Despite being in the majority Black city of Atlanta, Black males make up just 1.7% of the Emory College students as of 2019, according to Dean of Admission John Latting.

In an effort to improve this number and foster a tight-knit community of Black male students, the University established the Black Men’s Initiative (BMI) community in 2017. The offices of Residence Life, Sorority and Fraternity Life, Student Leadership, Racial and Cultural Involvement and Transitions Engagement collaborated to form the group. 

Headed by Assistant Director of Residence Life Des’mon Taylor and three other Campus Life administrators, one of the program’s main features is an all-Black male living experience in Hamilton Holmes Residence Hall.   

“We started to notice a lack of belonging that was coming from our Black male community across campus,” Taylor said. “We wanted to create an initiative that would promote excellence, professionalism and belonging for the Black men at Emory.”

Black men remain one the smallest groups at Emory, making up just 2% of the student population as of 2020. This severe underrepresentation prompted “hard work on the recruiting side and some policy changes” to increase the pool of Black male students applying to Emory, Latting said. 

Among the Emory College class of 2025 applicant pool, 1,123 prospective students identified as a Black male, an 18.5% increase from the class of 2024’s 931 Black male applicants. 

The Black Men’s Initiative floor resides in Hamilton Holmes Residence Hall. (The Emory Wheel/Ulia Ahn)

Students like Matthew White (22C), a former Sophomore Advisor (SA) for the BMI floor, said the program helped him “hit the ground” running his first year as he transitioned to Emory.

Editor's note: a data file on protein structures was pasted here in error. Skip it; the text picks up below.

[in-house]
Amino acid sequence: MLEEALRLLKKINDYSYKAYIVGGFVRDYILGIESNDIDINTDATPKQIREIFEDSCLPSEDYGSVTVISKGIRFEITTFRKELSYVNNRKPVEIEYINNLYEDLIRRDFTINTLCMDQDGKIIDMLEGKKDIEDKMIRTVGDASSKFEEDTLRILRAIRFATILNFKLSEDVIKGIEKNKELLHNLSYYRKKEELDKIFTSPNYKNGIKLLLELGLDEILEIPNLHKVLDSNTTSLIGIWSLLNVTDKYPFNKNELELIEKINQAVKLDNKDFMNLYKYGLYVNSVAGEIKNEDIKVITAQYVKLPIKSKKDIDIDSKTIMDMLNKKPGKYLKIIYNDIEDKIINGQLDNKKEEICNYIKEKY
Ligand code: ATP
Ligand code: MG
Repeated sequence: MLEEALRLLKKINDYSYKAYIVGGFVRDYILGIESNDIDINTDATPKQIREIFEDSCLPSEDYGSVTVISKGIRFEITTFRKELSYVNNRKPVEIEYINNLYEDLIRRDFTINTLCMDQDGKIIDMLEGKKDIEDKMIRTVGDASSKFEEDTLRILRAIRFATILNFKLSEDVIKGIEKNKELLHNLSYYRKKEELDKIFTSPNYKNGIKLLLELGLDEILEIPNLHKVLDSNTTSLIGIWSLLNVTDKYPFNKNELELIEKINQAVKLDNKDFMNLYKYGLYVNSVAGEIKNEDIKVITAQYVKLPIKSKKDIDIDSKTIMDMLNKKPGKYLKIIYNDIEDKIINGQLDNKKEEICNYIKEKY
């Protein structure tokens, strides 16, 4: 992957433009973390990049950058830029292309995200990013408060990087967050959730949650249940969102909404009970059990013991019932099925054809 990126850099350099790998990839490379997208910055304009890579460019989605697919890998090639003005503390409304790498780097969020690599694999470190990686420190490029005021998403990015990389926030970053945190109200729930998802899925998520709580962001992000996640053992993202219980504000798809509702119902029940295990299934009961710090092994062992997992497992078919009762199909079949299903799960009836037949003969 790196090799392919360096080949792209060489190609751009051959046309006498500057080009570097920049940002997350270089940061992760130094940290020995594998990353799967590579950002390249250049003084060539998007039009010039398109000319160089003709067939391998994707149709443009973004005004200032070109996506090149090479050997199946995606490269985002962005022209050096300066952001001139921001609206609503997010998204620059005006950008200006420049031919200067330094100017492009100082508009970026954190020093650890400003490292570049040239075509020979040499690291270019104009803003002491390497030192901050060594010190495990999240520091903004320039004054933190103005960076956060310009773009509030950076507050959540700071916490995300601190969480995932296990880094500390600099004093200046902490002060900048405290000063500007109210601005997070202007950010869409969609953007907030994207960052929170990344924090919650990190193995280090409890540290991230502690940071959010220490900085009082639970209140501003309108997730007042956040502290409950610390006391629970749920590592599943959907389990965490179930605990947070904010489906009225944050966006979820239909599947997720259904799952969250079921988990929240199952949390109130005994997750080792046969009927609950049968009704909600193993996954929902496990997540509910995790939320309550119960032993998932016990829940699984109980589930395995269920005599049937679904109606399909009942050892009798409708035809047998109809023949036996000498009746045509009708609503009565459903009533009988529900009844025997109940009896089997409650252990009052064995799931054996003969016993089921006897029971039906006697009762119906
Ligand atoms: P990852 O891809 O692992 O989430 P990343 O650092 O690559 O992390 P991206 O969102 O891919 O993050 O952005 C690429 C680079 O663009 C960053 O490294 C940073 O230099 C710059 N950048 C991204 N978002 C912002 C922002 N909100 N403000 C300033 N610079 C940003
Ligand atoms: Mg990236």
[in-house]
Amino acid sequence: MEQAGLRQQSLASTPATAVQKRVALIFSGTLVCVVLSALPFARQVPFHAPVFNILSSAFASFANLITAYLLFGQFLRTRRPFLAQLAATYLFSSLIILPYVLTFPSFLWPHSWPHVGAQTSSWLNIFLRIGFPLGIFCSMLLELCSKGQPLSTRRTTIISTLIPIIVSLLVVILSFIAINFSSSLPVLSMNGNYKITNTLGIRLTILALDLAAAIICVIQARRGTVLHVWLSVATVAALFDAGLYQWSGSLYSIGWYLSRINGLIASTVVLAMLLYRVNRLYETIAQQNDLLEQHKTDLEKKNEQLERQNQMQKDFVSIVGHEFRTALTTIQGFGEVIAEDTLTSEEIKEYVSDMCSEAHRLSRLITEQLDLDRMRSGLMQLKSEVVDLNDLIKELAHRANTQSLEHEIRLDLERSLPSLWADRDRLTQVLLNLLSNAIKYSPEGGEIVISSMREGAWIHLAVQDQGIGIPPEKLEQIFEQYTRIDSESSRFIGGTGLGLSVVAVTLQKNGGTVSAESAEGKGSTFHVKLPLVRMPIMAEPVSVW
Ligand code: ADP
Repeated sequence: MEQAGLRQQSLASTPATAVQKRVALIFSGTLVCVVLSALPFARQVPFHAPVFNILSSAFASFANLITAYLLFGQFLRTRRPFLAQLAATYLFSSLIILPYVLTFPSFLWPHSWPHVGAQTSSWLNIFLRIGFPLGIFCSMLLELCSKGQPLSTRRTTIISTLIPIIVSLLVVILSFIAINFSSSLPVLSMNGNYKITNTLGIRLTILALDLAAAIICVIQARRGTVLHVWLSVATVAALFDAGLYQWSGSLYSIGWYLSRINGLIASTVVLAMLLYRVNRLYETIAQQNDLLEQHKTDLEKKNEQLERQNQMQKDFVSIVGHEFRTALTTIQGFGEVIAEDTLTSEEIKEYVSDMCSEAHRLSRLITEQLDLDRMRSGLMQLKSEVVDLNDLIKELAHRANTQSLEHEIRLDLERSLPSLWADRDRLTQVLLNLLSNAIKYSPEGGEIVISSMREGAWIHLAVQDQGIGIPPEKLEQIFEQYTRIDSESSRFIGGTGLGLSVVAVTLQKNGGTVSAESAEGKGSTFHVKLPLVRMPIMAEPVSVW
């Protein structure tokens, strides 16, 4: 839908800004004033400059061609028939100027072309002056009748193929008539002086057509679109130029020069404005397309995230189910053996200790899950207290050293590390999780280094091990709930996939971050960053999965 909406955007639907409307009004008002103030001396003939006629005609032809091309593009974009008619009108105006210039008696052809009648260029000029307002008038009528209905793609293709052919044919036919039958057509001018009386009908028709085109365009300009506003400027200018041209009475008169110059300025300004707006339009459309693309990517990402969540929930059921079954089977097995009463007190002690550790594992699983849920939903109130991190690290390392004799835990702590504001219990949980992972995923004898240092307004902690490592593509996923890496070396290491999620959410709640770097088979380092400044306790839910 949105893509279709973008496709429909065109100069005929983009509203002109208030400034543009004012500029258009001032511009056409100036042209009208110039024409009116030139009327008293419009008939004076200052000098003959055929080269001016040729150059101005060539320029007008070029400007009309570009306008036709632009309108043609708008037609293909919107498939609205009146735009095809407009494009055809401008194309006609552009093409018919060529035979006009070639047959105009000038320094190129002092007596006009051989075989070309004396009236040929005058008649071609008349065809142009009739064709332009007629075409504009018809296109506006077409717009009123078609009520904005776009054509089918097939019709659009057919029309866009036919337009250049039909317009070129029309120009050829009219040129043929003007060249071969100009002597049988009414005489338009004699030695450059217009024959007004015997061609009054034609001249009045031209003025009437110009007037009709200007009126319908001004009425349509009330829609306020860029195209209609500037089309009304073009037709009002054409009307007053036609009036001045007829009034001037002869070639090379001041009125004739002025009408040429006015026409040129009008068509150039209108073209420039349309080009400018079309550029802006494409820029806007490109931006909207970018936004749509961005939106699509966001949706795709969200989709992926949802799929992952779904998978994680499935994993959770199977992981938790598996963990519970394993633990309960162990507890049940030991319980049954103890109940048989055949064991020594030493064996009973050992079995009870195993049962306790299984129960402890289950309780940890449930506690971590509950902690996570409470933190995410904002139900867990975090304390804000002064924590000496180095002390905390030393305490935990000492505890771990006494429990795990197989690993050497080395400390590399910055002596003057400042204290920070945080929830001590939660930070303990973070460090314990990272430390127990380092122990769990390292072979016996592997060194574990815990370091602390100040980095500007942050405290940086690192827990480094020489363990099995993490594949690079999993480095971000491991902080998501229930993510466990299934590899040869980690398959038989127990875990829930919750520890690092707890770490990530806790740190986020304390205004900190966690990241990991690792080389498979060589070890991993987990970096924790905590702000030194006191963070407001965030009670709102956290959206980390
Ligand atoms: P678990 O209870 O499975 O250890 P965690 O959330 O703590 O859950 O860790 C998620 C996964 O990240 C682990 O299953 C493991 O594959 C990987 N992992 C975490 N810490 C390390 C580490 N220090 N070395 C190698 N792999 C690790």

“When you come in, you already have a group of people set there and you don’t have to go searching,” White said. “BMI allows … all the Black men to come into this space and feel like they have something to cling onto.”

The National Center for Education Statistics recorded a national increase in Black male enrollment rates from 25% to 33% between 2000 and 2018. Emory’s Office of Institutional Research and Decision Support reported that enrollment numbers for Black males in the College have steadily increased since 2014 from 533 to 716 for the 2020 cohort.  

Out of an average class size of 1,400 students, the number of enrolled Black men ranged from 23 to 39 students in the past 10 years, with the largest group being from the class of 2023. By contrasting, the class of 2023 features 120 Asian male students and 232 white male students. 

“Being able to attend a college like Emory is a very privileged thing,” said BMI participant Kristopher Wallen (24C). “If you look at any metric, there are not a lot of Black males at colleges like Emory. I think an important part of that is numbers that discuss how many Black males enroll in college or their rate of retention.”

The retention rate for Black male students at the College has fluctuated, with a 100% retention rate for the 2010, 2011 and 2017 cohorts but a record low 89.7% retention rate in 2019. 

In a National Student Clearinghouse Research Center report from 2017, Black men had the lowest college completion rate (40.0%) and the highest stop-out rate (41.1%), starkly contrasting other groups like Asian women, whose completion rates were 75.7% paired with an 11.2% stop-out rate. 

When students are admitted to the College, Taylor receives a list of all students who identify as Black males and reaches out to them. Admitted students can also engage with their peers through programs like ESSENCE and CORE that are geared towards introducing prospective or admitted first-generation students to Emory.